We watched the 30Kers leave at 7:30. At 8 we got back in line for the potties–their condition had deteriorated quite a bit since our first visit, ugh–and then got all our race stuff ready for the 8:30 start. I grabbed my headlamp but decided to leave my flashlight and headphones behind. Of the five Rogues, two ran the 20K, two ran the 10K, and I was there for the 5K.
I really didn’t know what to expect–if I had been to Pedernales Falls State Park at some point in my life, it was way back in high school and I had no memory of it. But I also knew that I was only running 5K–it was sure to be far less challenging than the longer distances.
Tejas Trails’ website describes the course:
The Capt’n Karl’s Trail Series begins on the hilly, steep & rocky trails of Pedernales Falls State Park along the Pedernales River. Located 9 miles east of historic Johnson City & only 43 miles west of beautiful Austin, Texas. Racers will be enjoying minimal fence line running & lots of challenging, technical & gorgeous single track.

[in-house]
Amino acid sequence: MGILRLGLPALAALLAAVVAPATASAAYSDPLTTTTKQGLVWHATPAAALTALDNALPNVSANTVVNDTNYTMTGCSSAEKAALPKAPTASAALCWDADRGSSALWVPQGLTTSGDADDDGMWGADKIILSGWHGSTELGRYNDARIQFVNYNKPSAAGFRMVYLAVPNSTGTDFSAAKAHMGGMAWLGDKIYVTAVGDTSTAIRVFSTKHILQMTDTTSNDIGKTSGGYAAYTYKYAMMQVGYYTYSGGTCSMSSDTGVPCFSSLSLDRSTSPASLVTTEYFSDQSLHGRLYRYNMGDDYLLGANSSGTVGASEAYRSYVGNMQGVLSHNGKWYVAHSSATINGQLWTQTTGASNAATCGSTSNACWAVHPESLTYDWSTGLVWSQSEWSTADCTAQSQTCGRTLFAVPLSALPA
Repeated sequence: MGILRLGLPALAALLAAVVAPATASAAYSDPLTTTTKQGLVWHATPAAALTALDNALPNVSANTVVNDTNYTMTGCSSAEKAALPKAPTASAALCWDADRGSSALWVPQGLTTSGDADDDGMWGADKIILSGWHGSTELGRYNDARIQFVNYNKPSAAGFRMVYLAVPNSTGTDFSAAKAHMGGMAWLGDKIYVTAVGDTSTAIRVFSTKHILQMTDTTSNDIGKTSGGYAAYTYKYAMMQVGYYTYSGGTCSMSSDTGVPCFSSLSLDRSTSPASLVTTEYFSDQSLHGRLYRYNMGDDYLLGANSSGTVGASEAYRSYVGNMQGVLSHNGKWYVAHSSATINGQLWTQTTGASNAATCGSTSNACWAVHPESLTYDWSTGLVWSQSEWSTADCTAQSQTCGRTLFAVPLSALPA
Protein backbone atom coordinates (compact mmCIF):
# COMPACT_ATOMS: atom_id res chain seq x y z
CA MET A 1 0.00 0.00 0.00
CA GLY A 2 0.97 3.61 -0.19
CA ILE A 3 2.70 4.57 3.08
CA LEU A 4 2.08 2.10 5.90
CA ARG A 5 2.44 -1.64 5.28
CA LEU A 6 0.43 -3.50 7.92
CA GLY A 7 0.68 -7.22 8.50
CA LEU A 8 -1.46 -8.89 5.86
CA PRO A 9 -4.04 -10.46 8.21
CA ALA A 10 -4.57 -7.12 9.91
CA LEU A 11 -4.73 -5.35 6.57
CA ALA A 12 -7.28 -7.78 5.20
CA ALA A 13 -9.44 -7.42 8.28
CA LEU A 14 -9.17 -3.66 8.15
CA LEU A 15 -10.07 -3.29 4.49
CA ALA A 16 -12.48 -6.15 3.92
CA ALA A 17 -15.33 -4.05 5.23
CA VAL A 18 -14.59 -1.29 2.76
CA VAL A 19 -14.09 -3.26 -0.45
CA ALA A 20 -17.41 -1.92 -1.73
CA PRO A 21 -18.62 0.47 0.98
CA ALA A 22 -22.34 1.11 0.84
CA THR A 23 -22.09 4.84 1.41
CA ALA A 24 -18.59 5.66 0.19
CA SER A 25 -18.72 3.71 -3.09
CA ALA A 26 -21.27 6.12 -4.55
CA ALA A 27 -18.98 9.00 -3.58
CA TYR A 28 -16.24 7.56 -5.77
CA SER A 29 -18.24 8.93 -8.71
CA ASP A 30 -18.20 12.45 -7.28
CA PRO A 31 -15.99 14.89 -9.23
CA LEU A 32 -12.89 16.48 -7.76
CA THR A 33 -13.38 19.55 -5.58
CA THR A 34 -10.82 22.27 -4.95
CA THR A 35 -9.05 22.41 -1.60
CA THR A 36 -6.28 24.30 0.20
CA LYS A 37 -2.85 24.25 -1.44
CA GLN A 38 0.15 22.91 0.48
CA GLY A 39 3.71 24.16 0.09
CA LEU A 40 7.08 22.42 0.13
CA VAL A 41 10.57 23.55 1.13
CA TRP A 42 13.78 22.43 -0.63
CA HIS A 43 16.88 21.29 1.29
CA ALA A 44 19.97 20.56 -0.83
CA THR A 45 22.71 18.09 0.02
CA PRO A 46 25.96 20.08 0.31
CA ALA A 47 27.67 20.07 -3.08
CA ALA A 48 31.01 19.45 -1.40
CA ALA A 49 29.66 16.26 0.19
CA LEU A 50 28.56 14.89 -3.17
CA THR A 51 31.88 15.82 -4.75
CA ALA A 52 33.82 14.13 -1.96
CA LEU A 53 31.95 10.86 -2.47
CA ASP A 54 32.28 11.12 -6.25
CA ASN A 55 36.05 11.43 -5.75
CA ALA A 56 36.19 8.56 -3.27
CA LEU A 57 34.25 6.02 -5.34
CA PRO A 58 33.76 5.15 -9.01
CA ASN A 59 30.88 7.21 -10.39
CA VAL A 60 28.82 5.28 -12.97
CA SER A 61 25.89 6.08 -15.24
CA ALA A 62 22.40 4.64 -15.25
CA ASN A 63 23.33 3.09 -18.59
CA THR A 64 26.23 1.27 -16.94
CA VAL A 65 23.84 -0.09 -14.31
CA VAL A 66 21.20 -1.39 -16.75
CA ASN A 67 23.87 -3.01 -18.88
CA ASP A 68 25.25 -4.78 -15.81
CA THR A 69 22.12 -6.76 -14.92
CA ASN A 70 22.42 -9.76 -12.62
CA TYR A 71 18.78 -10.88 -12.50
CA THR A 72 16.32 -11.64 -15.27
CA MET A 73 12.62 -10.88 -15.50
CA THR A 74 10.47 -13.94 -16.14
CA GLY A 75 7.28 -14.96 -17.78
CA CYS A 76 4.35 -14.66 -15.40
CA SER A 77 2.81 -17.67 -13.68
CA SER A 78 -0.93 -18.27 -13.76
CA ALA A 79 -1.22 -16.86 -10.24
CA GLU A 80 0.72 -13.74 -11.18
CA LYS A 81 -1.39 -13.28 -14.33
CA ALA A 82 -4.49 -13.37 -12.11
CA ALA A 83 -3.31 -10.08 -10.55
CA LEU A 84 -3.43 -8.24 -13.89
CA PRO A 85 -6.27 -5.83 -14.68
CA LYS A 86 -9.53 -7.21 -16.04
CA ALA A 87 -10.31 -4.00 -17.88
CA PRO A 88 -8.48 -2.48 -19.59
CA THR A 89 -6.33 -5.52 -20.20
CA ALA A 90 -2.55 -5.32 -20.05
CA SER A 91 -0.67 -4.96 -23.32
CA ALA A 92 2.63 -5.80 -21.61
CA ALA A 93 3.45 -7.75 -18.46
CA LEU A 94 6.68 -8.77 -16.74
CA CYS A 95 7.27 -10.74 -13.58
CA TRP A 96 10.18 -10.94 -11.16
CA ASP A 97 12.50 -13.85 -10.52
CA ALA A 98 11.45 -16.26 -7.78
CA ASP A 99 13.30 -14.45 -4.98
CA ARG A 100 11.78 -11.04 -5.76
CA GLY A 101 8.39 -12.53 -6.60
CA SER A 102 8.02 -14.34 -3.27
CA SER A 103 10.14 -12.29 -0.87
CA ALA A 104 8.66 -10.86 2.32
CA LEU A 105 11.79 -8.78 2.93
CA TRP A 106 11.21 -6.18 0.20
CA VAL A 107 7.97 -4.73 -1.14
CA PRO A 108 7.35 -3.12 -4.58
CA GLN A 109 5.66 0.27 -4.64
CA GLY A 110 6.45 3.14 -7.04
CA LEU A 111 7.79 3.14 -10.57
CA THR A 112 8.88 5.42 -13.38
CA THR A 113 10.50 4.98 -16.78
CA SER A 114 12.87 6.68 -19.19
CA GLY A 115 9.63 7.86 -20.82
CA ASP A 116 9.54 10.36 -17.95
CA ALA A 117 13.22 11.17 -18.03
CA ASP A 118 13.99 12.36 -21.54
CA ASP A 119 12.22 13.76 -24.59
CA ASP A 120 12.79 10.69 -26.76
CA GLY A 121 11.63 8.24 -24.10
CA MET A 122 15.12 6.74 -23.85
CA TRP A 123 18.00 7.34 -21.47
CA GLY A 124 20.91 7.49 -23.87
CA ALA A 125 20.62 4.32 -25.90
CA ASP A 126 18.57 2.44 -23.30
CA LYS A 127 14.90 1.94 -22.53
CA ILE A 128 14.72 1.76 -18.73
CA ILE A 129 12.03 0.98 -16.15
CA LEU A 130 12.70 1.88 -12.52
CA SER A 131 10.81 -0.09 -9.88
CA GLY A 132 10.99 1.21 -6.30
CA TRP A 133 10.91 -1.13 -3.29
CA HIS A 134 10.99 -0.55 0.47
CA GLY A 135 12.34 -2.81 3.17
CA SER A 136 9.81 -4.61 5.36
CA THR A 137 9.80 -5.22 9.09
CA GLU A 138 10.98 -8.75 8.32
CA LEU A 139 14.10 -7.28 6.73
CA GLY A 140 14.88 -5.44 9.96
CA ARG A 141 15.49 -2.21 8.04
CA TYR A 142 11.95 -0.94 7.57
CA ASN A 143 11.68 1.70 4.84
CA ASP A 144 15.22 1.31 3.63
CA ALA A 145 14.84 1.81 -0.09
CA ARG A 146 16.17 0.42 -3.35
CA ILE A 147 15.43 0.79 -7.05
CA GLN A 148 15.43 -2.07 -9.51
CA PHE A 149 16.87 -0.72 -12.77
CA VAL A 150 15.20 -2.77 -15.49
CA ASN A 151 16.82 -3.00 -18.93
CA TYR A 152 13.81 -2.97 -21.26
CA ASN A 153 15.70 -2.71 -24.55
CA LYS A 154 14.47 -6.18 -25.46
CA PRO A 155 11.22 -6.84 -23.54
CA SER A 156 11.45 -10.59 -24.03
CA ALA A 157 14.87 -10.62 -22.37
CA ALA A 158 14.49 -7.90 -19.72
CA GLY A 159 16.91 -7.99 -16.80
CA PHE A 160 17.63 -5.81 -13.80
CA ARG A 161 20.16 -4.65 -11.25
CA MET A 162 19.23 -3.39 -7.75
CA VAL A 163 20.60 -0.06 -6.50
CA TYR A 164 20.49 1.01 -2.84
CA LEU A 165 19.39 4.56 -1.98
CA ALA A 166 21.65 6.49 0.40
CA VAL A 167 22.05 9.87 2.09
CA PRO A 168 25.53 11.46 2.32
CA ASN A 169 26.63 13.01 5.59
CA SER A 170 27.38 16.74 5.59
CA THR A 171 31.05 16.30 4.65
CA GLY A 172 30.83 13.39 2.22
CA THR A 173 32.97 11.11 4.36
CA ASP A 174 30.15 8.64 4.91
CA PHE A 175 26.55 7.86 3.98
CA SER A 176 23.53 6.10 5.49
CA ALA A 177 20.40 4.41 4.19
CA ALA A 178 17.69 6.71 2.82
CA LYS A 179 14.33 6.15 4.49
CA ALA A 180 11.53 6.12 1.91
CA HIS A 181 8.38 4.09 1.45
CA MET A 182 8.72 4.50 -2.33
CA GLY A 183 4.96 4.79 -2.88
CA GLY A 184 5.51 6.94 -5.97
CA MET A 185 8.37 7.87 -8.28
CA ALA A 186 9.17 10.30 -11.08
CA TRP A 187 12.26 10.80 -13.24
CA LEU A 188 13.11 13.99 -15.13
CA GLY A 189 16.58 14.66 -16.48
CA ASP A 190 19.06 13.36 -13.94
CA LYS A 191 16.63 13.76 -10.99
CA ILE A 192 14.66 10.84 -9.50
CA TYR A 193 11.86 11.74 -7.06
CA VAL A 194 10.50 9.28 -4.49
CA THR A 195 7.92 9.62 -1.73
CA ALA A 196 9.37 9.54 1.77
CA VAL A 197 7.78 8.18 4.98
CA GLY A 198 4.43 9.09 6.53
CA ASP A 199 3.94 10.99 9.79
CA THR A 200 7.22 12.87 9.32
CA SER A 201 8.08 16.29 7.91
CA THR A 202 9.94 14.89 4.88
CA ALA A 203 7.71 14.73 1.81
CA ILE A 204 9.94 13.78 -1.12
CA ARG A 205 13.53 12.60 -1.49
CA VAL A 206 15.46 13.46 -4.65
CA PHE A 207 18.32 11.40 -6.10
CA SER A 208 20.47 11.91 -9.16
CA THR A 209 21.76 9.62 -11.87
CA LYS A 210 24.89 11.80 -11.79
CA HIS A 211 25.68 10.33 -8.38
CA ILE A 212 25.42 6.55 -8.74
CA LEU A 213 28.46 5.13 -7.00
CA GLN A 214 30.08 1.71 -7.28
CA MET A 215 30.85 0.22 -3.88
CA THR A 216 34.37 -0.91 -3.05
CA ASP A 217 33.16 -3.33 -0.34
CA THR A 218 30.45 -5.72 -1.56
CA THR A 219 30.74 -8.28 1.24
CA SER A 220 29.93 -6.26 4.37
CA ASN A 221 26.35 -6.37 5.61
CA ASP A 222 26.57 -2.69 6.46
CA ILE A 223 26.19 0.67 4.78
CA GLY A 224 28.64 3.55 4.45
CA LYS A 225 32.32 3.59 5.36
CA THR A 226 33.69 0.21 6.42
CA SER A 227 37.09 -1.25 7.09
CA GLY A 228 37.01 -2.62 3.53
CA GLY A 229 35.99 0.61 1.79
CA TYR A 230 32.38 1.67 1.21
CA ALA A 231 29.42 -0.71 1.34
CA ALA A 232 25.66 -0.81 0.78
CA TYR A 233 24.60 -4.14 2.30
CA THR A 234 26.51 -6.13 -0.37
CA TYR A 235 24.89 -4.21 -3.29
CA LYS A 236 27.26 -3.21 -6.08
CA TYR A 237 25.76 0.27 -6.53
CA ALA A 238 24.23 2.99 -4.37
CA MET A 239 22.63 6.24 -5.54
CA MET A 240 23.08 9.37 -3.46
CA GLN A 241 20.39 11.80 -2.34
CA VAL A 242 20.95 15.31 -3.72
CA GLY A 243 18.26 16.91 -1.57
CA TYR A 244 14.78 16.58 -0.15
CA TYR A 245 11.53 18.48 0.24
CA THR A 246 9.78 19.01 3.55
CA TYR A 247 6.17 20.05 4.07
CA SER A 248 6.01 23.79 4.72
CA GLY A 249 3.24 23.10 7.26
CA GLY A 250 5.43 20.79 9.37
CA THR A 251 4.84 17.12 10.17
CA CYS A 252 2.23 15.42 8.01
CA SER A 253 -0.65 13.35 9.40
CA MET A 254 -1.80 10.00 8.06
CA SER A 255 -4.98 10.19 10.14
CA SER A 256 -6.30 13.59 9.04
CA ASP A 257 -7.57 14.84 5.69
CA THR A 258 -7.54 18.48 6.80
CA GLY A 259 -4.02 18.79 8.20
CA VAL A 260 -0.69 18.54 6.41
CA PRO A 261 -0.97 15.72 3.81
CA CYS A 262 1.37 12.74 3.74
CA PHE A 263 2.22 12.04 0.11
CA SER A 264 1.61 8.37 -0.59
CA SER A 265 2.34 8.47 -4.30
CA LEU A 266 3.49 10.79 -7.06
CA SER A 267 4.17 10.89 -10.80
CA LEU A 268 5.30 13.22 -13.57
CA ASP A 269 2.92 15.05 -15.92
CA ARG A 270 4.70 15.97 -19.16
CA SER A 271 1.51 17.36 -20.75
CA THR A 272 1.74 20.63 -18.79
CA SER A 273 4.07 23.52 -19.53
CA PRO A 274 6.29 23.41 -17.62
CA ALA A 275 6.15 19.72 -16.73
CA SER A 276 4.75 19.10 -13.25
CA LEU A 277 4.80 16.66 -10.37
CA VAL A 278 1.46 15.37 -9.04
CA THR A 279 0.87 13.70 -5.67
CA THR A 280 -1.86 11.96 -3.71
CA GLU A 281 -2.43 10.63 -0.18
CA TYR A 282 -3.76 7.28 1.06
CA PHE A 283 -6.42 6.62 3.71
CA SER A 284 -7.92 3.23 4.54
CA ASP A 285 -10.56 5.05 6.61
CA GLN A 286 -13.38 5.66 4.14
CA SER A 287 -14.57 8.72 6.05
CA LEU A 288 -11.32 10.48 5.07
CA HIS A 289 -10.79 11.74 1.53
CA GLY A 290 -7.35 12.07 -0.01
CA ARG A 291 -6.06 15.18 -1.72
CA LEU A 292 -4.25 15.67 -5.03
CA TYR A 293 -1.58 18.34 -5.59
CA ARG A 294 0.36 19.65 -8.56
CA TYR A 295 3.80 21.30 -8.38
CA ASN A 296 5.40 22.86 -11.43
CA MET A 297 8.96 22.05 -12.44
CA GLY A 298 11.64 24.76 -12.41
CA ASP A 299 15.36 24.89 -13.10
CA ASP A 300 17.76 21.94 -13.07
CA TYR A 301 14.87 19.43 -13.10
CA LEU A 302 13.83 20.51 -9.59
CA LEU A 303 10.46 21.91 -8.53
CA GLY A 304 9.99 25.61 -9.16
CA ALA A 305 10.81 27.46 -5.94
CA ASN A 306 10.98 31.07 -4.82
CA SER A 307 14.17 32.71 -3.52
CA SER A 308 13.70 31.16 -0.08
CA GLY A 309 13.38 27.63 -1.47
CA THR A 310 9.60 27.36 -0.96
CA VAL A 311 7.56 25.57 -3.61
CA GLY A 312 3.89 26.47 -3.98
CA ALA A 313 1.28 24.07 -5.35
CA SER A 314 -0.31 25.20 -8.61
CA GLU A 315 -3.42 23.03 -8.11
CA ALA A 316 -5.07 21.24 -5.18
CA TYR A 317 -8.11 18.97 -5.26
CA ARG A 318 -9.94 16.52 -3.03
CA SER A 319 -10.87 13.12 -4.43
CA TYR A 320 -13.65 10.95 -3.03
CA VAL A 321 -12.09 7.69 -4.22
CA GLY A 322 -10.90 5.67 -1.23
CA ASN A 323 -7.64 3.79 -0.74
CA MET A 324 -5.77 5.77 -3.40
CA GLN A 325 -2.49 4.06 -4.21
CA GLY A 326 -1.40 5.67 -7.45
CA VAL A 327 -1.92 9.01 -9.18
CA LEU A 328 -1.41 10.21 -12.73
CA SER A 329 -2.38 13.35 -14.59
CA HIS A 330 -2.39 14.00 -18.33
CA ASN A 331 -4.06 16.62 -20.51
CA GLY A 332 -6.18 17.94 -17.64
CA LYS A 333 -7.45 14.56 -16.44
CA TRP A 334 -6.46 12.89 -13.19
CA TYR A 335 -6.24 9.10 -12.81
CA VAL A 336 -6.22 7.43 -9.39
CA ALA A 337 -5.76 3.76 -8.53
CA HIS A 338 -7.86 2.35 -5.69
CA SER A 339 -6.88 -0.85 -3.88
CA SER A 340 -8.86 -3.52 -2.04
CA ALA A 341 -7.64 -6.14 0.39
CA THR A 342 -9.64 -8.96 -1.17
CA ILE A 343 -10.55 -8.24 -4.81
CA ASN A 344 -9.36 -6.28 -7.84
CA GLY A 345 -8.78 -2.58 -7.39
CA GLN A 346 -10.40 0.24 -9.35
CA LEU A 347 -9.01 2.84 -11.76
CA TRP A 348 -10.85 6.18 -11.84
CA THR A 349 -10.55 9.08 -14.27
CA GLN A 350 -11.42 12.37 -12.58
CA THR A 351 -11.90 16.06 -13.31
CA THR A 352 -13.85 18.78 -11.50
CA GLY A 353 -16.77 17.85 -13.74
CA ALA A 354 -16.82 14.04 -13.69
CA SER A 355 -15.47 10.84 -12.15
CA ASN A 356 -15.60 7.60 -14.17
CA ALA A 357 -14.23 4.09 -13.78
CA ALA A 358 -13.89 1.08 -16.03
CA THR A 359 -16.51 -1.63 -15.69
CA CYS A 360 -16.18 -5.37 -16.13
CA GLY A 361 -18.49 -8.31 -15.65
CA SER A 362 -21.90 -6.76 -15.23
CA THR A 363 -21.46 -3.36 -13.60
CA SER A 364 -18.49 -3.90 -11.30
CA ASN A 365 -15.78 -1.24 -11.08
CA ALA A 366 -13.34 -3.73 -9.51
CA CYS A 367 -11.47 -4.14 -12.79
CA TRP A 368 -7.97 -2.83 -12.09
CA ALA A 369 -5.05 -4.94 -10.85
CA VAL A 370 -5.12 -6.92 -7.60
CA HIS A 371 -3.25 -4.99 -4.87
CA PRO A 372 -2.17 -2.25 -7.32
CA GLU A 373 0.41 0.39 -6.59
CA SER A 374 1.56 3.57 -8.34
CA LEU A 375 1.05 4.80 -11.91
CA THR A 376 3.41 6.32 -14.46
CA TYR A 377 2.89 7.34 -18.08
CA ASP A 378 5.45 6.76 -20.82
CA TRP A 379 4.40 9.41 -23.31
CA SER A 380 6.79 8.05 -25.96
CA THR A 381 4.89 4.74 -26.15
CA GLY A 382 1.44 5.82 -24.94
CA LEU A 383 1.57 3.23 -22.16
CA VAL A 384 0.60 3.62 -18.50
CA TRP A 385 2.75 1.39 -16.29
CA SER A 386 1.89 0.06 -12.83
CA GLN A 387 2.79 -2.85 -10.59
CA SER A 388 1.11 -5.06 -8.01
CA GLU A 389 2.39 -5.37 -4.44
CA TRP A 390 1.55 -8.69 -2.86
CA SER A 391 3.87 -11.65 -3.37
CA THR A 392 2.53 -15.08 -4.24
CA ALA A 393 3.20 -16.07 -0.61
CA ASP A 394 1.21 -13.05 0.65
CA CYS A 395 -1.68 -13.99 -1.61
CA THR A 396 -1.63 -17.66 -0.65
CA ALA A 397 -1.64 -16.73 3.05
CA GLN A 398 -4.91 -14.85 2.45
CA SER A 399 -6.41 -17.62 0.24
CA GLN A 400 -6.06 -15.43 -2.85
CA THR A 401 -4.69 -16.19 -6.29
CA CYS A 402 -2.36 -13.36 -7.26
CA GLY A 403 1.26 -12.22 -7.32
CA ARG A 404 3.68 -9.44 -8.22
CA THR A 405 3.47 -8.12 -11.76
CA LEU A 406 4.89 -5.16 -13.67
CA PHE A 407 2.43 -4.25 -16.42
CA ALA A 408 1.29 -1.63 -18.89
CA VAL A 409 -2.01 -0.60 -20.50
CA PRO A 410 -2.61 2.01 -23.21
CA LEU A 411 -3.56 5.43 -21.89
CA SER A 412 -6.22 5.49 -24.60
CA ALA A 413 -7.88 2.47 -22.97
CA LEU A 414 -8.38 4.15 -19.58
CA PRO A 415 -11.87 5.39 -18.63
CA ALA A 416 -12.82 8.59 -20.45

The two faster Rogues started near the front–they were likely to win their age groups–and the rest of us fell back. I really didn’t want to be one of those people holding everyone else up on a single-track path.
It was still light out as we started across the grassy track and onto the trail. And almost immediately came to a stop. Everyone had to funnel onto a narrow path, and for the better part of .25 we had to walk until the people in front of us got moving again. Well, at least I wasn’t in any danger of starting off too fast.
At the out-and-back section, each distance had a different turnaround so everyone was able to spread out a little more. The 5K went way past all the others, took a left turn, and followed the trail far longer than I expected before I encountered the turnaround sign. In the twilight, I didn’t quite need my headlamp but also didn’t want to misstep, so I turned it on anyway.
I had been worried about getting lost, but the trail was well-marked with reflective flags. Each turning point had a sign with arrows for each distance, and I had no trouble finding my way.